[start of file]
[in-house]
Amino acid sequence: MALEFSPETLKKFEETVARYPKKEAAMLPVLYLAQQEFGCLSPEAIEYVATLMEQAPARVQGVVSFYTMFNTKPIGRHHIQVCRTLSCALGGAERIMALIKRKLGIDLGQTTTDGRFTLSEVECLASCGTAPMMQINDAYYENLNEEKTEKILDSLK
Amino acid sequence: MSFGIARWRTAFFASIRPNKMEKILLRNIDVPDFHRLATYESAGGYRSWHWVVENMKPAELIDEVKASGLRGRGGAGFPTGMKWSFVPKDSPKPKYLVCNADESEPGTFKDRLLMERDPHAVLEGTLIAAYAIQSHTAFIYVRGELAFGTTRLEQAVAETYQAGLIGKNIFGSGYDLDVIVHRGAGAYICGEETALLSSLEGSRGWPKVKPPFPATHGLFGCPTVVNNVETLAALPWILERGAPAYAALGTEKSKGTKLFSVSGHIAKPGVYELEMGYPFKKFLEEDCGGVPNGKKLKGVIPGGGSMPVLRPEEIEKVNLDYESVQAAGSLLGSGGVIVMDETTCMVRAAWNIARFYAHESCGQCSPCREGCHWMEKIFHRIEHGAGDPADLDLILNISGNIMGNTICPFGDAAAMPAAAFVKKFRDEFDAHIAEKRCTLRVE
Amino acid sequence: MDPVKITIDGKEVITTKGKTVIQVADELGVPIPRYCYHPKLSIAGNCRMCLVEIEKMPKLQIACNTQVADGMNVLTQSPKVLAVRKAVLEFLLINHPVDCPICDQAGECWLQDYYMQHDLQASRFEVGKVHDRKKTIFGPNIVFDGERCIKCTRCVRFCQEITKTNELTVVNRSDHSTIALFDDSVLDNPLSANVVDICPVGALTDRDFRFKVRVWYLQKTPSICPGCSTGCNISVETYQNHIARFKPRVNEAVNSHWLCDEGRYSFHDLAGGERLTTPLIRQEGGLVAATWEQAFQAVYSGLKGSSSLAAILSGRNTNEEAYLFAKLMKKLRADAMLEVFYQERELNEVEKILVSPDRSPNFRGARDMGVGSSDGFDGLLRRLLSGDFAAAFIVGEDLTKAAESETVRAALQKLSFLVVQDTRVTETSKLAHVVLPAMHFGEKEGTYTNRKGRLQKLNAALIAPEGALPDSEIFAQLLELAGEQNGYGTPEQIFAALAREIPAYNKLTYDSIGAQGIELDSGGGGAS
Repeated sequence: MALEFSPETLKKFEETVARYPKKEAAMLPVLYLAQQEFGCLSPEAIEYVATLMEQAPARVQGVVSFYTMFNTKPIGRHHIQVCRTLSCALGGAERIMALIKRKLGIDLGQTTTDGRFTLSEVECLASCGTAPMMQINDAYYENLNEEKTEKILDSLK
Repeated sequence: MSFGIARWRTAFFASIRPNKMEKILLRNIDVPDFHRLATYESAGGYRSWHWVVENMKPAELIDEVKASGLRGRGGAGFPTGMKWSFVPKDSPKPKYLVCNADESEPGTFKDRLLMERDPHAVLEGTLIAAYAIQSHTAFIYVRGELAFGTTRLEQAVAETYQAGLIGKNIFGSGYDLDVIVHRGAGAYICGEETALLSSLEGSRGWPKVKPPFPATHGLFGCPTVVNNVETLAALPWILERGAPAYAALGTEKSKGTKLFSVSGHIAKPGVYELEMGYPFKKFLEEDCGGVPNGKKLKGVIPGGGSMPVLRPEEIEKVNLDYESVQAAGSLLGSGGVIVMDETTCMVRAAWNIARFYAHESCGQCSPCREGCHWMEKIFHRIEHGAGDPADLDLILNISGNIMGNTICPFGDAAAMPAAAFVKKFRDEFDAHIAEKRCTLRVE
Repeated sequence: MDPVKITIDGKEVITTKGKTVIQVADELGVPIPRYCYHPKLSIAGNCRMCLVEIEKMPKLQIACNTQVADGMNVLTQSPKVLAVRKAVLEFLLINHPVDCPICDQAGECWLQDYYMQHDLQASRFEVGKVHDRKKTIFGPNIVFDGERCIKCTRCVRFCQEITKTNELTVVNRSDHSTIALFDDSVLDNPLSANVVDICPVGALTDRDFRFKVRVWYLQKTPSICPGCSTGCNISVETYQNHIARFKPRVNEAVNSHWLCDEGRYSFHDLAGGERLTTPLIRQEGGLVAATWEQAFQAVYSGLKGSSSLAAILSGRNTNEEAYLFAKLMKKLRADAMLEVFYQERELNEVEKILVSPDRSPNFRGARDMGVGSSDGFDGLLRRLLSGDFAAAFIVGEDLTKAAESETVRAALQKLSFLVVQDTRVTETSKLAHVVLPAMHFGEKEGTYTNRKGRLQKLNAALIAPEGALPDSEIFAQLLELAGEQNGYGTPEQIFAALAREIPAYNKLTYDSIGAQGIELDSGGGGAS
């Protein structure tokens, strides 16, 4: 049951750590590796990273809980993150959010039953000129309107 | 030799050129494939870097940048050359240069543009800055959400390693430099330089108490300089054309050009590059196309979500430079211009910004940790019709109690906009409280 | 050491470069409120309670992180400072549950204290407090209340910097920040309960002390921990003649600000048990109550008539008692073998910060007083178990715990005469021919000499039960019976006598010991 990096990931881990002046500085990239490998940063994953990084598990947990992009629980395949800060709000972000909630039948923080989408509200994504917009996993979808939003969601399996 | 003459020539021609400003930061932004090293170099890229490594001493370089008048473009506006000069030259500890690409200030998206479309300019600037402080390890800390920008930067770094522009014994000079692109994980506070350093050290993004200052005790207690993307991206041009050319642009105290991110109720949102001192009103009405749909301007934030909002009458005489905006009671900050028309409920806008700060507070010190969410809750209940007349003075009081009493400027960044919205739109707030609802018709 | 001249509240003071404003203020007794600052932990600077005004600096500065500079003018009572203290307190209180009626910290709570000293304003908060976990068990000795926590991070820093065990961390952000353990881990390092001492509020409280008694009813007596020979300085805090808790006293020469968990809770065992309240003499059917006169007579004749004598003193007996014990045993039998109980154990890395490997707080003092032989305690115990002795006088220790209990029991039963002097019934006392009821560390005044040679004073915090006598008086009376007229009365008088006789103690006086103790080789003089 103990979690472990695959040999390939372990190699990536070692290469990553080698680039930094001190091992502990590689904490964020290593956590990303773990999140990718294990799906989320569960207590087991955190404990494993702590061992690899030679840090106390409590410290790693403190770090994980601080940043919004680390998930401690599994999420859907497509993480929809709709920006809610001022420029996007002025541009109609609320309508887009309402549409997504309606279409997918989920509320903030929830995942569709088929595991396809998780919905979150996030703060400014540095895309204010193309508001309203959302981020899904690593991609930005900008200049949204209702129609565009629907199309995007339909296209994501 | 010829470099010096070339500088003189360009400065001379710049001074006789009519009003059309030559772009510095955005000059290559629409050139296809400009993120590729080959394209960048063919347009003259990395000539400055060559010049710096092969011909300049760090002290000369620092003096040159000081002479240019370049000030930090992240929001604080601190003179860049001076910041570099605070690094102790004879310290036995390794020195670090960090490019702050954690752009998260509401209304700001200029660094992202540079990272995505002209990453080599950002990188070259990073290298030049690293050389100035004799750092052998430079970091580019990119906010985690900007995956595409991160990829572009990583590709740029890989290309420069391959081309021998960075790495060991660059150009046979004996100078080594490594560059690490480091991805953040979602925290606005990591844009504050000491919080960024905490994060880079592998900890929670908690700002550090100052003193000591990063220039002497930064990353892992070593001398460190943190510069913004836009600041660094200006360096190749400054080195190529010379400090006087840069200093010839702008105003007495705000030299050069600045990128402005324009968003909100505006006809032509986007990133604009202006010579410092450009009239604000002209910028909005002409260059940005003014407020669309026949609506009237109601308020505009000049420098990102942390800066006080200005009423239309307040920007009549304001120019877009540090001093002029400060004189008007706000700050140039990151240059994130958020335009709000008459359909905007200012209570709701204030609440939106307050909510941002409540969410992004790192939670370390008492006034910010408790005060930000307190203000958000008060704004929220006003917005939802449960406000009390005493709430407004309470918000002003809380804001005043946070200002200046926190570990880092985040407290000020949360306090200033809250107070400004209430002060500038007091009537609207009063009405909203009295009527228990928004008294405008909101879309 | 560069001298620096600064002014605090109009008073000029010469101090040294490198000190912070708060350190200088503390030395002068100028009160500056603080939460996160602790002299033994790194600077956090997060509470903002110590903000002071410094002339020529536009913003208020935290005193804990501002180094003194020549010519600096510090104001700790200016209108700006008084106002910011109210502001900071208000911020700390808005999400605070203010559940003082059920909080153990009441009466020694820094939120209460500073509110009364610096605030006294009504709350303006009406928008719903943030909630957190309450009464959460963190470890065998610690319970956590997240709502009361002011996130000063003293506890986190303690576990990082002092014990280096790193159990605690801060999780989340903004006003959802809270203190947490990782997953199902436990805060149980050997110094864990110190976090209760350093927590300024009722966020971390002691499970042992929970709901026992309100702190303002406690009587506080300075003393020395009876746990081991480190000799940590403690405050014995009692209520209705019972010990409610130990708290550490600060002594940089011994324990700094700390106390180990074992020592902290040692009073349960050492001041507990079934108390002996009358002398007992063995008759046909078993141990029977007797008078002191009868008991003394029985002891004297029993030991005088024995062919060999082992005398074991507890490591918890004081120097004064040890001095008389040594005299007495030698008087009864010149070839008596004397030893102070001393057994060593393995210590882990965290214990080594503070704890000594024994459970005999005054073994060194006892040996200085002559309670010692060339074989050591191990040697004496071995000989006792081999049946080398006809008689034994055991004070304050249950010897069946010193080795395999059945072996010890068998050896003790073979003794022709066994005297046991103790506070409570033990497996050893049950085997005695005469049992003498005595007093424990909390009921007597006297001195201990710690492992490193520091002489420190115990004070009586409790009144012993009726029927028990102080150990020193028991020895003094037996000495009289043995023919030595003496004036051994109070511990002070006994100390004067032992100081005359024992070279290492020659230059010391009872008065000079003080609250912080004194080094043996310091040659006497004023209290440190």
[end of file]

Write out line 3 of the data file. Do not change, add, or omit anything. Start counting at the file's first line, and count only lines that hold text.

Amino acid sequence: MSFGIARWRTAFFASIRPNKMEKILLRNIDVPDFHRLATYESAGGYRSWHWVVENMKPAELIDEVKASGLRGRGGAGFPTGMKWSFVPKDSPKPKYLVCNADESEPGTFKDRLLMERDPHAVLEGTLIAAYAIQSHTAFIYVRGELAFGTTRLEQAVAETYQAGLIGKNIFGSGYDLDVIVHRGAGAYICGEETALLSSLEGSRGWPKVKPPFPATHGLFGCPTVVNNVETLAALPWILERGAPAYAALGTEKSKGTKLFSVSGHIAKPGVYELEMGYPFKKFLEEDCGGVPNGKKLKGVIPGGGSMPVLRPEEIEKVNLDYESVQAAGSLLGSGGVIVMDETTCMVRAAWNIARFYAHESCGQCSPCREGCHWMEKIFHRIEHGAGDPADLDLILNISGNIMGNTICPFGDAAAMPAAAFVKKFRDEFDAHIAEKRCTLRVE